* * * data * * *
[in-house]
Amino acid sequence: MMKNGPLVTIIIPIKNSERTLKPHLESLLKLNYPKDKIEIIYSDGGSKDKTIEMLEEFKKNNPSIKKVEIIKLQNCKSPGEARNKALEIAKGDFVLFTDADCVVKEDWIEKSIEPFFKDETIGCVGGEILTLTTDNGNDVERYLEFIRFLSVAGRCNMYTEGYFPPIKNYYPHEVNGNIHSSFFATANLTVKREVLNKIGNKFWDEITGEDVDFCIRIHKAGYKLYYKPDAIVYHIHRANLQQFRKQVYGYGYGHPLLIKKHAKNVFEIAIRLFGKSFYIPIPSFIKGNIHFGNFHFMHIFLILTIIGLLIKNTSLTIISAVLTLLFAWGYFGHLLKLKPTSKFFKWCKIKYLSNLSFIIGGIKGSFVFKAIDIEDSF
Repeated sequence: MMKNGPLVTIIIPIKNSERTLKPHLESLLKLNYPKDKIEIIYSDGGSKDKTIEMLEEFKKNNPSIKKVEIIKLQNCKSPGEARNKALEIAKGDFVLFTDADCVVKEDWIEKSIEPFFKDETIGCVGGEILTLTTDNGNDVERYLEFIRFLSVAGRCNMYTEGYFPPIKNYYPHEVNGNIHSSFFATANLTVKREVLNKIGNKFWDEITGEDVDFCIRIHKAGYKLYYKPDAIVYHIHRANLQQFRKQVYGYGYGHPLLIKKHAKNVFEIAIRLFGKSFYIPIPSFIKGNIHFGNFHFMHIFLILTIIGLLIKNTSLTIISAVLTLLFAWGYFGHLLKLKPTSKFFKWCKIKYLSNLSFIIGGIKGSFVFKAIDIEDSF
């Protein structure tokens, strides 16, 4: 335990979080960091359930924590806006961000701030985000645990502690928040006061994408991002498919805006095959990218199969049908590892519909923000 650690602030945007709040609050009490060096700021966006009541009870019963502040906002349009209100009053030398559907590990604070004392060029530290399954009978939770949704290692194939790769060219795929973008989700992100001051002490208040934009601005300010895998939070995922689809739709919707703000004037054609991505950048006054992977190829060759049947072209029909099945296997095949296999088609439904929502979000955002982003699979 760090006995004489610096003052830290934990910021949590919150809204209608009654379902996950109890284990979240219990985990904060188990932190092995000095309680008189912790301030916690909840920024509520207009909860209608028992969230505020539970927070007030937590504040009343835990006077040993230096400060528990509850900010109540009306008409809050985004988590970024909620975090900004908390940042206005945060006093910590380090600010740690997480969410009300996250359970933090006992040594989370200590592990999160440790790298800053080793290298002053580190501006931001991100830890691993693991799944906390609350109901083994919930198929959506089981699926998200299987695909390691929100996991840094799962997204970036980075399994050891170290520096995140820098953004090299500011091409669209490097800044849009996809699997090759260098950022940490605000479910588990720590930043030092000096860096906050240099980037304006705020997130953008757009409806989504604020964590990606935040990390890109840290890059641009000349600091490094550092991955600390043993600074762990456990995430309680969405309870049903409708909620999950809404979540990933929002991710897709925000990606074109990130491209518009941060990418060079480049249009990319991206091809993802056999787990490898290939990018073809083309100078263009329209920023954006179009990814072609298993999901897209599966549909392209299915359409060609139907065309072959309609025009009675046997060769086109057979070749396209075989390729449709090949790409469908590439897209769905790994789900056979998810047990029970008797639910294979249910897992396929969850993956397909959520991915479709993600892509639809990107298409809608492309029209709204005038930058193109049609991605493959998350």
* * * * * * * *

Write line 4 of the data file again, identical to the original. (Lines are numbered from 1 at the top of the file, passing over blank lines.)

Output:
């Protein structure tokens, strides 16, 4: 335990979080960091359930924590806006961000701030985000645990502690928040006061994408991002498919805006095959990218199969049908590892519909923000 650690602030945007709040609050009490060096700021966006009541009870019963502040906002349009209100009053030398559907590990604070004392060029530290399954009978939770949704290692194939790769060219795929973008989700992100001051002490208040934009601005300010895998939070995922689809739709919707703000004037054609991505950048006054992977190829060759049947072209029909099945296997095949296999088609439904929502979000955002982003699979 760090006995004489610096003052830290934990910021949590919150809204209608009654379902996950109890284990979240219990985990904060188990932190092995000095309680008189912790301030916690909840920024509520207009909860209608028992969230505020539970927070007030937590504040009343835990006077040993230096400060528990509850900010109540009306008409809050985004988590970024909620975090900004908390940042206005945060006093910590380090600010740690997480969410009300996250359970933090006992040594989370200590592990999160440790790298800053080793290298002053580190501006931001991100830890691993693991799944906390609350109901083994919930198929959506089981699926998200299987695909390691929100996991840094799962997204970036980075399994050891170290520096995140820098953004090299500011091409669209490097800044849009996809699997090759260098950022940490605000479910588990720590930043030092000096860096906050240099980037304006705020997130953008757009409806989504604020964590990606935040990390890109840290890059641009000349600091490094550092991955600390043993600074762990456990995430309680969405309870049903409708909620999950809404979540990933929002991710897709925000990606074109990130491209518009941060990418060079480049249009990319991206091809993802056999787990490898290939990018073809083309100078263009329209920023954006179009990814072609298993999901897209599966549909392209299915359409060609139907065309072959309609025009009675046997060769086109057979070749396209075989390729449709090949790409469908590439897209769905790994789900056979998810047990029970008797639910294979249910897992396929969850993956397909959520991915479709993600892509639809990107298409809608492309029209709204005038930058193109049609991605493959998350």